High school denied lighted message sign
The Hudson Plan Commission on a 3-2 vote recommended against revising the city's sign ordinance to allow Hudson High School to erect an electronic message sign on Vine Street.
Opposing the school district's request to allow message signs in residential districts were Plan Commission chairman Jack Breault and commissioners Don Mailloux and Bob Bieraugel. Commissioners Don Gilbert and Carah Koch favored amending the ordinance to allow message signs in residential districts upon approval of a conditional use permit for the sign. Commissioners Tim Caruso and Fred Yoerg were absent from the Dec. 9 meeting.
The purpose of the bank-style sign, Hudson High School Vice Principal Scott Huffman told commissioners, would be to inform the public of the district's many activities.
In a Sept. 20 letter to Community Development Director Dennis Darnold requesting permission to erect the sign, Huffman said, "We think this would be a great service to the community without causing any disruptions to the surrounding area."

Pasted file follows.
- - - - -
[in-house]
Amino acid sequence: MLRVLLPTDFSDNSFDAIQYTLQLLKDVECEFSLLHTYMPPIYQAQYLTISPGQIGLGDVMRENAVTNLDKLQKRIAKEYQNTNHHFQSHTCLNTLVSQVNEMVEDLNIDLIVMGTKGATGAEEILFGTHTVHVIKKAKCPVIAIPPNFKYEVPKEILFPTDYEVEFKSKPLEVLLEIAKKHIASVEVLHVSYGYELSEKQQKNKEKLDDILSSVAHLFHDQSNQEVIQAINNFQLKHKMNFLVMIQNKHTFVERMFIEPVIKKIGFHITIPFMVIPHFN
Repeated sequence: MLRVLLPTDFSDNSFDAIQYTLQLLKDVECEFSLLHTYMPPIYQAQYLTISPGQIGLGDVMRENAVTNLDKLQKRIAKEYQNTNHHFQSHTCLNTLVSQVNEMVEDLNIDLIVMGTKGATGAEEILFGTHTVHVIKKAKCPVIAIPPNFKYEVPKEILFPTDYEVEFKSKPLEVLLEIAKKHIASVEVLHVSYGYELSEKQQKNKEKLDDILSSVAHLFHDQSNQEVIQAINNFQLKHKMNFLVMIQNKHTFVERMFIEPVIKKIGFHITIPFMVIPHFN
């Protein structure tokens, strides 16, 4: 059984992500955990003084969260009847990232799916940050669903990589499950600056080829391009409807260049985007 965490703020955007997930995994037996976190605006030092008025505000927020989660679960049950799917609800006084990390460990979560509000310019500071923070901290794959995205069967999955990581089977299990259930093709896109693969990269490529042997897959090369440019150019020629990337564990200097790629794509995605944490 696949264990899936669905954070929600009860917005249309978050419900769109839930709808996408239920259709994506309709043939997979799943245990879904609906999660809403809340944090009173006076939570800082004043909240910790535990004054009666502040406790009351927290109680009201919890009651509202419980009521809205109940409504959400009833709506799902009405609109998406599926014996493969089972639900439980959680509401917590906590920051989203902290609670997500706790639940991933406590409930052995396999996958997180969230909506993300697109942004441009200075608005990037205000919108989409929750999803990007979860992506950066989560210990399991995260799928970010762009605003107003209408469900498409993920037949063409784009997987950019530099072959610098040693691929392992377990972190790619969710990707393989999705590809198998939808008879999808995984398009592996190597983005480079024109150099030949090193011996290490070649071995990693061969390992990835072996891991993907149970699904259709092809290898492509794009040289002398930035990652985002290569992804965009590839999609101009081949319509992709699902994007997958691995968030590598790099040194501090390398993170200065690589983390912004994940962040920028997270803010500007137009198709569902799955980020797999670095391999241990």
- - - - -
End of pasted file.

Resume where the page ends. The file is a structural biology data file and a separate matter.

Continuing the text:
At the Dec. 9 meeting, Huffman noted that 2,000 to 3,000 people visit the high school each day, including students, teachers, guests and people attending after-school activities. Also, many motorists and pedestrians pass by the school, he said.
Huffman presented an illustration of the proposed 14-foot tall sign at the Dec. 9 meeting. He said the electronic message board area would be 26 inches high by eight or 10 feet wide, with space for the school's name and logo above it.
The current city ordinance permits electronic message signs only in central business and general business districts. Hudson High School is located in a residential district.
Breault said churches and other schools might request message signs, too, if the high school was granted one. He also said he had received calls from residents opposed to having a lighted sign nearby.
District 4 Alderman Roger Riedel questioned the need for the sign and said it would be a distraction at the heavily traveled intersection of Vine and Wisconsin streets.
Commissioner Mailloux also questioned the need for the sign and expressed concern that it would generate requests for more electronic signs.
Commissioner Gilbert said he wasn't opposed to the sign even though it might be visible from his residence. It would be a good vehicle for keeping the general public informed of school activities, he said.
The City Council has the ultimate authority to amend ordinances. It is rare for the council to go against a recommendation of the Plan Commission, however.